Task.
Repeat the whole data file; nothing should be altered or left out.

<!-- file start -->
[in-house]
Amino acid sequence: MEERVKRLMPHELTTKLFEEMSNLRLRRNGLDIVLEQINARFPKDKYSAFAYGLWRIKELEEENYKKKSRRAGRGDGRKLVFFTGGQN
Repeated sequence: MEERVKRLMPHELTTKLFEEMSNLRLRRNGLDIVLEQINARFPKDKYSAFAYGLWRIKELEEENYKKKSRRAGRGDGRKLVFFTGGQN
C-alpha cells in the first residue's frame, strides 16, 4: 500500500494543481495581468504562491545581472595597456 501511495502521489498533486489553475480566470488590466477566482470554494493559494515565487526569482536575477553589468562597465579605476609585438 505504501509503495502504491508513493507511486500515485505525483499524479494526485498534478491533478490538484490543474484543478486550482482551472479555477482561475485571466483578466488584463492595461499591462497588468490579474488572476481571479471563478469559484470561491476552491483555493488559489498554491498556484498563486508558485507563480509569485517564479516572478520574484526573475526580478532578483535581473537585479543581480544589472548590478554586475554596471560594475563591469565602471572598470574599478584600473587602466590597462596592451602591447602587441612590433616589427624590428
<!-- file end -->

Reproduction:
[in-house]
Amino acid sequence: MEERVKRLMPHELTTKLFEEMSNLRLRRNGLDIVLEQINARFPKDKYSAFAYGLWRIKELEEENYKKKSRRAGRGDGRKLVFFTGGQN
Repeated sequence: MEERVKRLMPHELTTKLFEEMSNLRLRRNGLDIVLEQINARFPKDKYSAFAYGLWRIKELEEENYKKKSRRAGRGDGRKLVFFTGGQN
C-alpha cells in the first residue's frame, strides 16, 4: 500500500494543481495581468504562491545581472595597456 501511495502521489498533486489553475480566470488590466477566482470554494493559494515565487526569482536575477553589468562597465579605476609585438 505504501509503495502504491508513493507511486500515485505525483499524479494526485498534478491533478490538484490543474484543478486550482482551472479555477482561475485571466483578466488584463492595461499591462497588468490579474488572476481571479471563478469559484470561491476552491483555493488559489498554491498556484498563486508558485507563480509569485517564479516572478520574484526573475526580478532578483535581473537585479543581480544589472548590478554586475554596471560594475563591469565602471572598470574599478584600473587602466590597462596592451602591447602587441612590433616589427624590428